As of the most recent Forrester Wave Report for Customer Relationship Management applications, Oracle’s Siebel CRM is still quite a way ahead of its competition.
This is despite the fact that around 2011-2012, Oracle invested heavily in the Fusion CRM stack, which unfortunately did not stand up well against the competition. In early 2013, Oracle restarted the development on the Siebel application stack and has been consistently delivering enhancements to the application year on year as Innovation Packs. The key change has been the deployment of the Open UI architecture. This came out with the Siebel Version 188.8.131.52, or patchset 9, on top of Siebel version 8.1.1. The open UI architecture dramatically changed the user perception around the Siebel UI, since this effectively made Siebel browser independent, moving away from the previous dependence on Internet Explorer. The earlier dependence was primarily because the Siebel High interactivity client was heavily dependent on Active X controls. Over the last few years as Oracle launched the Innovation Packs (IP 2015 is the current one), this dependency has been done away with.
The new Innovation Packs are also adding in a lot of processes along with fixing bugs on the way. The biggest of the changes is that with IP 2015, Siebel tools, a thick client used for any kind of development, has now becoming Siebel composer, a web-based tool similar to most of the development clients for Cloud CRMs (this is still in a beta version in IP 2015 but is a step in the right direction). This will significantly reduce development and deployment times and will finally allow for zero downtime deployments as is common with most cloud applications.
Now the big question which comes to haunt the existing Siebel customers on why they should upgrade and how the upgrade process should be managed.
The existing Siebel customers fall into 2 distinct brackets:
- Old Siebel customers who deployed Siebel 15-odd years ago with Version 6 (Siebel 2000), upgrading to Siebel 7.X and then Siebel 8.0. (From the Oracle reports it appears that almost all of the Siebel customers moved to Siebel 8.0 since that is the version Oracle started the lifetime support from)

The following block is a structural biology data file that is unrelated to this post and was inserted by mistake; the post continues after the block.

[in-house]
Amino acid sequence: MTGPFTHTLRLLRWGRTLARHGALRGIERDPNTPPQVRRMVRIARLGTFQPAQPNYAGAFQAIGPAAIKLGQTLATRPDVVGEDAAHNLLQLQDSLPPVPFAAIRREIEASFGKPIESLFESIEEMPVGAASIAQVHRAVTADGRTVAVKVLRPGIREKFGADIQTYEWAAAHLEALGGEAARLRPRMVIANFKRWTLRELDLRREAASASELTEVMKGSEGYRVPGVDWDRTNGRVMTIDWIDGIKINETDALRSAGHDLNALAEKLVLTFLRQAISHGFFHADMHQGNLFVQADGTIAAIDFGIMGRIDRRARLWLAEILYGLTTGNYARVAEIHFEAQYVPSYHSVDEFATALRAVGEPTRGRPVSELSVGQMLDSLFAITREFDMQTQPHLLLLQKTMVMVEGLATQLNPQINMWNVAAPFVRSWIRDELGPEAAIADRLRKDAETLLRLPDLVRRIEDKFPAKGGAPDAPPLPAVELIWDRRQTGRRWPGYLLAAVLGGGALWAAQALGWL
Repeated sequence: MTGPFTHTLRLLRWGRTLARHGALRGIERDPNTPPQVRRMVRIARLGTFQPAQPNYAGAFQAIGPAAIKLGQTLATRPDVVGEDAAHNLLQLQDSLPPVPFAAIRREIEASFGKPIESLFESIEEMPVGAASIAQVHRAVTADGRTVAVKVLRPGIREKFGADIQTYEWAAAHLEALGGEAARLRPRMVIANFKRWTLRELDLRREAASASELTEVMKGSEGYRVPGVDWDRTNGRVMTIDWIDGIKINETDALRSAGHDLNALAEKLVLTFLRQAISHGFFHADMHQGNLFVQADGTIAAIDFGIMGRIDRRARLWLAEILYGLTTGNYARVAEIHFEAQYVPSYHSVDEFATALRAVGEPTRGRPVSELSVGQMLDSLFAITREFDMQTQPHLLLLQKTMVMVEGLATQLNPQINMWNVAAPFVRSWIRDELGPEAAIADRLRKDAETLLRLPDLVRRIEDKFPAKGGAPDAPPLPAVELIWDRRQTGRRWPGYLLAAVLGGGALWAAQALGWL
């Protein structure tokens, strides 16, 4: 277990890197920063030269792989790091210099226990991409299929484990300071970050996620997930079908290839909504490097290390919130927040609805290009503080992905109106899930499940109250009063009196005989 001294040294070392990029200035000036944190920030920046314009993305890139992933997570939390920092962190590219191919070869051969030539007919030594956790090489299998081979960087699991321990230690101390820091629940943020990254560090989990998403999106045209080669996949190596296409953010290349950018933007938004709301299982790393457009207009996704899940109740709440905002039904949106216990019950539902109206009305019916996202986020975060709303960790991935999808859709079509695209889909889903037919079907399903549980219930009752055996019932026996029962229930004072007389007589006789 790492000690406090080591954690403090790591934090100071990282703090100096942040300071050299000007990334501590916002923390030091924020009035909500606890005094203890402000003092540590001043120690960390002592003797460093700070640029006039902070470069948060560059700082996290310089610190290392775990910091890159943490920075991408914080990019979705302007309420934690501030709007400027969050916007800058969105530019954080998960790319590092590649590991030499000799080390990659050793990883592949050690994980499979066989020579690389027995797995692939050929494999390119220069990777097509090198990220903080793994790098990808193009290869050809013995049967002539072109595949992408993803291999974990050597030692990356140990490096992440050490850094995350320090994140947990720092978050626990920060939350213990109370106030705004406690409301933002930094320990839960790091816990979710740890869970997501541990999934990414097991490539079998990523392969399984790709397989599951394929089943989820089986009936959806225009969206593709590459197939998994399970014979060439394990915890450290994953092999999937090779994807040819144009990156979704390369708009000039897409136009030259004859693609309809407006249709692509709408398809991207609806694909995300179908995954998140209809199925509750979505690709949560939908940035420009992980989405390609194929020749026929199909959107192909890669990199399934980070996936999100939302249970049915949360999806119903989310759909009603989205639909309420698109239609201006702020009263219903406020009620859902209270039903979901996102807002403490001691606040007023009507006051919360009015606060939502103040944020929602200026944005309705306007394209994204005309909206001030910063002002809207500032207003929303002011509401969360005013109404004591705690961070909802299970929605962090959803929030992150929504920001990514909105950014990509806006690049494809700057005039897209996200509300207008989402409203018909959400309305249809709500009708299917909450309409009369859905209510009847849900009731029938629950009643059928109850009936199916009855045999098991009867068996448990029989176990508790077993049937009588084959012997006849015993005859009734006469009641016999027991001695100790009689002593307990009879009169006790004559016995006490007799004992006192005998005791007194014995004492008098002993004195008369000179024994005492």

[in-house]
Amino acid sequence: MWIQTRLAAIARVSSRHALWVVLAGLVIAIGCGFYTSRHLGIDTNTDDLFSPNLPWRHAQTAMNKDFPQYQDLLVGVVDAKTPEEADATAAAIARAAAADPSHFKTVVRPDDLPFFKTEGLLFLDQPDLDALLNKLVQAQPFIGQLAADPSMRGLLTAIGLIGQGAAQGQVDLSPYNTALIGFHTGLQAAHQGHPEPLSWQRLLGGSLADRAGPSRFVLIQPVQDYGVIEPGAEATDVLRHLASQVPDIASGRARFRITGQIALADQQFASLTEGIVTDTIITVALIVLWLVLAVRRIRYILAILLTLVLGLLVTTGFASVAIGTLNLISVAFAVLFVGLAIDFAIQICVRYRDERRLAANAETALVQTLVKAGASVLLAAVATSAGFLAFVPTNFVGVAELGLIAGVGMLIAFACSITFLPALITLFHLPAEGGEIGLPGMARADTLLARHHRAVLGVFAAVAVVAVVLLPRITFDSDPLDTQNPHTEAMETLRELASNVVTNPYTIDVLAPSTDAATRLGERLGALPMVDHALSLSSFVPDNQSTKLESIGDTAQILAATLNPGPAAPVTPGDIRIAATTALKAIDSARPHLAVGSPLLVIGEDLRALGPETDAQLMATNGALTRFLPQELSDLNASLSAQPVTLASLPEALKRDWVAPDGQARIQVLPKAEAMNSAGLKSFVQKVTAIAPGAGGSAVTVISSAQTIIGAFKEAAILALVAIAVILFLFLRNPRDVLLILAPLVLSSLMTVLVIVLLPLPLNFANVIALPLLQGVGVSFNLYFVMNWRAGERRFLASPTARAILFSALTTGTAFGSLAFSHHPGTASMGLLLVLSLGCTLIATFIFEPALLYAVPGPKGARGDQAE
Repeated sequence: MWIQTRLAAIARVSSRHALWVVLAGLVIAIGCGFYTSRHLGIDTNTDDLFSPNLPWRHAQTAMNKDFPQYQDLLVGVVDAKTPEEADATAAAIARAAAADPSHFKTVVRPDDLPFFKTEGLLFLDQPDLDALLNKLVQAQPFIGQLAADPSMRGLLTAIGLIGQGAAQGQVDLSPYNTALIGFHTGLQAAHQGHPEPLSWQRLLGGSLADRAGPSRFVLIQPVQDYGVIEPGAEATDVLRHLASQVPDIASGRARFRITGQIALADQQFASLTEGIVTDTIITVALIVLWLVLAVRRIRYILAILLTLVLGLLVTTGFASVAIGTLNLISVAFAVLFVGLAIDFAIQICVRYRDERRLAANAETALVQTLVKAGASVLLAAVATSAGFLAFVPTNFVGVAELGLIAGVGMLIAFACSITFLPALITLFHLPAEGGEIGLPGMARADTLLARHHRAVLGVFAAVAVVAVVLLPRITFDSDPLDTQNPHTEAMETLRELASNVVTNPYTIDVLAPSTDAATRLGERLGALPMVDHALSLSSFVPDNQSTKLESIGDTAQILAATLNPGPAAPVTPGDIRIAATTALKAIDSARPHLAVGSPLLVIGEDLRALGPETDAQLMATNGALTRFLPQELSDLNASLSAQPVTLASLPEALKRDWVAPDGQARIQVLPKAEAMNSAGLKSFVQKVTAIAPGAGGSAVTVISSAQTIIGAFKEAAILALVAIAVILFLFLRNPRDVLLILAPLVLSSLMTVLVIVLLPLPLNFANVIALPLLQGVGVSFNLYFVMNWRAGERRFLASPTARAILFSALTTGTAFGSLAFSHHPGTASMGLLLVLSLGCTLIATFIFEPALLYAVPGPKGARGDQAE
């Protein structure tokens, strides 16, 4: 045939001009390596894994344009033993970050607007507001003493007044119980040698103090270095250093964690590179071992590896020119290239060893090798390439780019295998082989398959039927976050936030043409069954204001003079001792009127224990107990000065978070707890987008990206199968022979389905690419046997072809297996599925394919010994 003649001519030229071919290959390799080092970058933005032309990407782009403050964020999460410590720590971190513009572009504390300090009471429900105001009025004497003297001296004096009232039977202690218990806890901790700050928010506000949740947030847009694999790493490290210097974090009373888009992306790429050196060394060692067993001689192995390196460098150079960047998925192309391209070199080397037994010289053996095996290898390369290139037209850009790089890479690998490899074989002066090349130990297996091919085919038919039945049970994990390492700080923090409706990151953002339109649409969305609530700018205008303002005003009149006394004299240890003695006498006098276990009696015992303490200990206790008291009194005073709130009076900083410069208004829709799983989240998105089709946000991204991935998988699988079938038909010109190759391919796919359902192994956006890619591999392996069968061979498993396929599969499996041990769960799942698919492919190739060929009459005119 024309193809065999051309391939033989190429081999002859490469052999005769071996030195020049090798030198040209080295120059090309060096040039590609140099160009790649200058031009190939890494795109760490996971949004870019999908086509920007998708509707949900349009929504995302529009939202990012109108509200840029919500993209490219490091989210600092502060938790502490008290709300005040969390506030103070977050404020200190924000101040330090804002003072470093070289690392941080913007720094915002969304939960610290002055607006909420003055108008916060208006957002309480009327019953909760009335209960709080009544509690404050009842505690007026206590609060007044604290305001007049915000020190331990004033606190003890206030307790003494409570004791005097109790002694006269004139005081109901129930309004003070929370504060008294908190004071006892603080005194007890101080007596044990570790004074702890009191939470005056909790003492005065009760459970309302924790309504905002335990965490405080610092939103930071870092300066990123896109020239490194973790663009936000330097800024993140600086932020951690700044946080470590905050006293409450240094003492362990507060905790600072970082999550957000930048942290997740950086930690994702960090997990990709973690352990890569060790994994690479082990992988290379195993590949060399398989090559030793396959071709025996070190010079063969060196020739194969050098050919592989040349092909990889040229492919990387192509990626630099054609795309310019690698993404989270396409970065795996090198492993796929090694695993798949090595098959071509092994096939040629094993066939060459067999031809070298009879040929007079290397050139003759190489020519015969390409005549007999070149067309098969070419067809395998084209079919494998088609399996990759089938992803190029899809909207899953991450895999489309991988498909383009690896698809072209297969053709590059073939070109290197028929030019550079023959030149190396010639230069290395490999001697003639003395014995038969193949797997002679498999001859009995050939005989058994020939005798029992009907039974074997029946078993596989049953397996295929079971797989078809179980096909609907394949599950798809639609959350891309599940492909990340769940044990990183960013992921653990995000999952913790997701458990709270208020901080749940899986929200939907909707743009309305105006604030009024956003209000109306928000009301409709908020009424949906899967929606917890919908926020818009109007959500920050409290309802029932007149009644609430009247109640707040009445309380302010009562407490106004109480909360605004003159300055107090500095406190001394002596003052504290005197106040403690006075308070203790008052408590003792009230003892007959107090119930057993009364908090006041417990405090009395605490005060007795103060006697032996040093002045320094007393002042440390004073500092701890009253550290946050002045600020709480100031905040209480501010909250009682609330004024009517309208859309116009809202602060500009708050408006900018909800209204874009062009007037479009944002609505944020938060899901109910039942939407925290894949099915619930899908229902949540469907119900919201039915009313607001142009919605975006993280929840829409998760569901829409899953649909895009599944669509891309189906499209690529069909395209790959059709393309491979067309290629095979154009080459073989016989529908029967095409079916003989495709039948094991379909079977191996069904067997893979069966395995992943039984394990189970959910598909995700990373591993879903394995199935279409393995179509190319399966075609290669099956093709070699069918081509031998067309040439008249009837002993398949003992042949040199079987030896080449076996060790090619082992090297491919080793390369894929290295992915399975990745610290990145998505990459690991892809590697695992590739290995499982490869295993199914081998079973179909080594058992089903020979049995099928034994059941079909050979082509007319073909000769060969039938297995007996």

- Recent Siebel customers who deployed Siebel 8.1.X.
This article is primarily for the first set of Siebel customers.
Why should we upgrade to the new version?
- Siebel 8.X only supports the high interactivity framework. This is only officially supported on IE 8.0. IE 8.0 is no longer supported by Microsoft. While there are ways to make the HI framework work on IE 9 and higher, these are not supported by Oracle. As per recent updates, Microsoft is no longer supporting any IE version and instead only supports their newer Edge browser.
- A lot of objects which are standard in the newer version were not available in the older versions. This led to customizations in terms of new tables, business components, business objects and the relevant UI objects on top of these. The new objects effectively make the custom objects redundant.
- Most of the older versions of Siebel were dependent on scripting for basic things like data validations and these have been carried forward through the previous upgrades. Siebel, over the last few versions, has been reducing the dependence on scripting and increasing the dependence on workflows. These are available out of the box.
- Due to the lack of a proper workflow engine in the previous versions, customers had a tendency to use business services for managing the business logic. The newer version has a lot of this business logic by default.
- The data models have been changed dramatically. As an example, the address model has been completely changed. In versions prior to Siebel 8.0, Siebel had a concept of maintaining business addresses (Account Address) and personal addresses (Contact Address) separately. This was changed completely by having one common address table and maintaining intersection tables and the relevant joins for accounts and contacts.